Child Maltreatment Legislation Essay

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Both federal and state laws govern responses by child protective services agencies and the courts to reported cases of abuse and neglect. In many ways, the emergence of state law reform over the past 30-plus years in the field of child maltreatment intervention has been based upon requirements for state law, policy, and practice contained in federal law, beginning with the Child Abuse Prevention and Treatment Act of 1974. However, much of the initial state legislation related to abuse or neglect of children dates back to the 1960s, after the development by the U.S. Department of Health and Human Services of a model child abuse reporting law that states were urged to replicate. Thus, early legislative areas of focus, and the area of much continued reform today, included a listing of those who must report suspected abuse or neglect of a child, how abuse and neglect is defined for purposes of these reporting laws, the required responses to such reports by government child protective services agencies or the police, immunity and privacy protections for those reporting abuse and neglect, and the confidentiality of reported abuse and neglect information and records. Following federal enactment of the Adoption Assistance and Child Welfare Act of 1980 (and subsequent amendments in 1997), state legislatures expanded their laws to mirror issues raised in federal law, including a wider range of requisite court hearings in abuse or neglect cases, expansion and clearer definitions of grounds for the termination of parental rights, and requirements of child welfare agencies to take steps to prevent unnecessary removal of children from their homes, or to speed family reunification.

Common Topics of Child Maltreatment Legislation

In addition to mandatory reporting laws, state legislation addresses both the confidentiality of child protective services agency records and the need for disclosure or sharing of that information in certain situations (e.g., to aid in multidisciplinary case collaboration or in the event of a child maltreatment related death where public information disclosure may be mandated). The central recordkeeping practices of child protective services agencies, enabling them to access and use these databases when confronted later with new reports of child maltreatment that might involve the same child, family, or alleged perpetrator (frequently referred to as central registries), have been the subject of much legislation, as has the use of that information for other purposes, such as background screening of applicants for childcare work, foster care licenses, adoption, or other situations. More recently, state laws also have addressed when child protective services agency personnel must or can access criminal history (arrest and conviction) information on those adults seeking to become foster or adoptive parents or for use in aiding in the investigation of a report of child maltreatment or the conducting of a safety assessment related to the adults present in the child’s home.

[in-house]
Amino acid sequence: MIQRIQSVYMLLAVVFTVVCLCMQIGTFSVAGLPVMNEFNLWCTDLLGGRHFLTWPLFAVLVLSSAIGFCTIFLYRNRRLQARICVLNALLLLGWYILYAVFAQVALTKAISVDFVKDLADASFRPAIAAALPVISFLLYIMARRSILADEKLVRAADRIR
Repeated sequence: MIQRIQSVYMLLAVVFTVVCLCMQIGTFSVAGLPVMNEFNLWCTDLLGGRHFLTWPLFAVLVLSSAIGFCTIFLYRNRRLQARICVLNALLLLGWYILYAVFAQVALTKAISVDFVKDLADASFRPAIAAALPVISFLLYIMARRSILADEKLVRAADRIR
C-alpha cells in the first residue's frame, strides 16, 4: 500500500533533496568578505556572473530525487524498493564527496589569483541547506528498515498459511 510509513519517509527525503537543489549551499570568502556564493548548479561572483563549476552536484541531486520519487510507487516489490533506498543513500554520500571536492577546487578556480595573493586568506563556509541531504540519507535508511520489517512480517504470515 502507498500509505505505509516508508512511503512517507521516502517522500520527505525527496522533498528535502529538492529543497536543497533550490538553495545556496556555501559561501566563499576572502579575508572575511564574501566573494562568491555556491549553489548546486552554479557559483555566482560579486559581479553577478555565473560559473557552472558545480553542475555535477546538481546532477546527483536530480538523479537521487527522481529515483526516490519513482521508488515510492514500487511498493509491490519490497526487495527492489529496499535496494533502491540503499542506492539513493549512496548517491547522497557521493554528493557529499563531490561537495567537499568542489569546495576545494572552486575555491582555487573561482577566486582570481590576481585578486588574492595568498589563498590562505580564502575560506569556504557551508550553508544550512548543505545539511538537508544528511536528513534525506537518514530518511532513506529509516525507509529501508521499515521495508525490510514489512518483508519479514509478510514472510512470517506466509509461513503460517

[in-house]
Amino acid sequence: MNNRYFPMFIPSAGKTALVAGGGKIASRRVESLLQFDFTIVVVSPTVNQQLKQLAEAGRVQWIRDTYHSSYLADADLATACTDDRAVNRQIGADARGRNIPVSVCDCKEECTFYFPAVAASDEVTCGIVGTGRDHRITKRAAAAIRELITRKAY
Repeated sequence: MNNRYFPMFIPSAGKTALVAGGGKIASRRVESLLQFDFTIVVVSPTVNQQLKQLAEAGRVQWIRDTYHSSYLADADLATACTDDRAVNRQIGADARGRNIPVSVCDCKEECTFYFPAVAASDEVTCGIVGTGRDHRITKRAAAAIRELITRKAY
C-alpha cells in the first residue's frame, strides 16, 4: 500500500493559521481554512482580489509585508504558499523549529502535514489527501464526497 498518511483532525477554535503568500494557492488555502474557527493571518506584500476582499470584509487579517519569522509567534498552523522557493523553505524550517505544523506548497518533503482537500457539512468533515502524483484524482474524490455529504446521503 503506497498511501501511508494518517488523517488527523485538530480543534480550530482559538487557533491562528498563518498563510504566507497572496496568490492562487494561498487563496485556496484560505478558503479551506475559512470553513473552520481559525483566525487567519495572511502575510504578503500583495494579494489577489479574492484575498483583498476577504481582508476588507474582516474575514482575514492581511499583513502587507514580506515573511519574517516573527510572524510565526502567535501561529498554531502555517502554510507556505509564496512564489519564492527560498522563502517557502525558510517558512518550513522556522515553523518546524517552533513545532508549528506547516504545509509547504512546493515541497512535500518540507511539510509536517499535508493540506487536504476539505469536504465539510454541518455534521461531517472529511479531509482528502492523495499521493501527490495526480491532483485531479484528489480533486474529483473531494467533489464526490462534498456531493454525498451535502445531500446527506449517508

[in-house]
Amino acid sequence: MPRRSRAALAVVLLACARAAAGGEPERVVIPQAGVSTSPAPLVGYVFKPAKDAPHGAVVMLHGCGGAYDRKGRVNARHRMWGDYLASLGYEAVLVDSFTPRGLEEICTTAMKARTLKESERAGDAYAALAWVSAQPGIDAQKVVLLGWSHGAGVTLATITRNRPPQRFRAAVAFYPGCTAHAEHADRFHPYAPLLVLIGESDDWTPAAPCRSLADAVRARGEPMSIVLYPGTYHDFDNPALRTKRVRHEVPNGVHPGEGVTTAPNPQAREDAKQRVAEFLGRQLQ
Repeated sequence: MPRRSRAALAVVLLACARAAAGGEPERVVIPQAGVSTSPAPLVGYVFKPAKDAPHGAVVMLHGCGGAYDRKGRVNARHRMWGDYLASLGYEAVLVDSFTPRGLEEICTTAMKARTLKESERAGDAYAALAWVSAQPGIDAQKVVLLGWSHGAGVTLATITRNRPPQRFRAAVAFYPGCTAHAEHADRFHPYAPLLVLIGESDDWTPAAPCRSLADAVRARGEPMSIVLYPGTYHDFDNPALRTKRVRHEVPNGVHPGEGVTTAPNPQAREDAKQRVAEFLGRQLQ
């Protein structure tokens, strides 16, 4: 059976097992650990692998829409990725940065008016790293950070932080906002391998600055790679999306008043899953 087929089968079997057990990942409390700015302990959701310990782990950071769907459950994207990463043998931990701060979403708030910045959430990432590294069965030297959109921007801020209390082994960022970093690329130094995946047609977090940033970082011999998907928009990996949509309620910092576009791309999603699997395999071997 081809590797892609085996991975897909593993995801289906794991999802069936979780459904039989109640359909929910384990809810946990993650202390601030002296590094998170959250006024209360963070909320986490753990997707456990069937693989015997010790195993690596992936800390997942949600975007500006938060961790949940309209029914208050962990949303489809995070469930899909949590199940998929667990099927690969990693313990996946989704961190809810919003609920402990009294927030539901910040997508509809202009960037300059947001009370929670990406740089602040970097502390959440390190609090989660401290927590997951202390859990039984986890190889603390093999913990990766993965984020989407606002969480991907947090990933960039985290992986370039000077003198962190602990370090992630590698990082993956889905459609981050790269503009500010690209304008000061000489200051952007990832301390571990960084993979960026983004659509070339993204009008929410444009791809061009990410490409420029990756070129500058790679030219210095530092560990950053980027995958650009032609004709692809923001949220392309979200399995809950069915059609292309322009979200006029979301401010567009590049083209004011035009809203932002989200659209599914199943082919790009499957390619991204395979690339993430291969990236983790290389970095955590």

Reporting laws, however, also continue to be modified frequently. For example, the listing of those professionals who must report suspected abuse or neglect of a child has continued to expand. Members of the clergy in many states are now mandated reporters, although states vary on whether information received in a confessional situation would be covered. A few states specifically mandate reporting by attorneys, despite the fact that they may have learned of suspected abuse or neglect in the context of a privileged attorney–client relationship. Recognizing the links between child maltreatment and animal cruelty, some state laws now mandate reporting of suspected child maltreatment by animal control or humane officers who may learn such information in the course of their animal protection work. Another issue that is more common than this mandate in child maltreatment statutes is the requirement for cross-reporting to the police or a criminal prosecutor, most typically with reports of serious child maltreatment initially made to child protective services agencies. State legislatures continue to revise definitions of child maltreatment: in many states, expanding the scope of what is considered abuse or neglect of a child (e.g., when children are exposed to severe or repetitive domestic violence that risks subjecting the children to emotional harm or situations involving parental substance abuse), while in fewer states, actually contracting the scope of child abuse or neglect interventions by limiting interventions to serious or recent maltreatment situations. State laws also frequently include criminal penalties for failure to report child maltreatment, and some have penalties for deliberately and falsely reporting abuse or neglect. State criminal laws continue to be regularly modified to enhance penalties for child maltreatment related crimes, to revise the statutes of limitation that have in the past precluded both civil and criminal interventions in cases where child maltreatment occurred many years earlier, and for placing those who commit abuse-related crimes against children on special offender registries.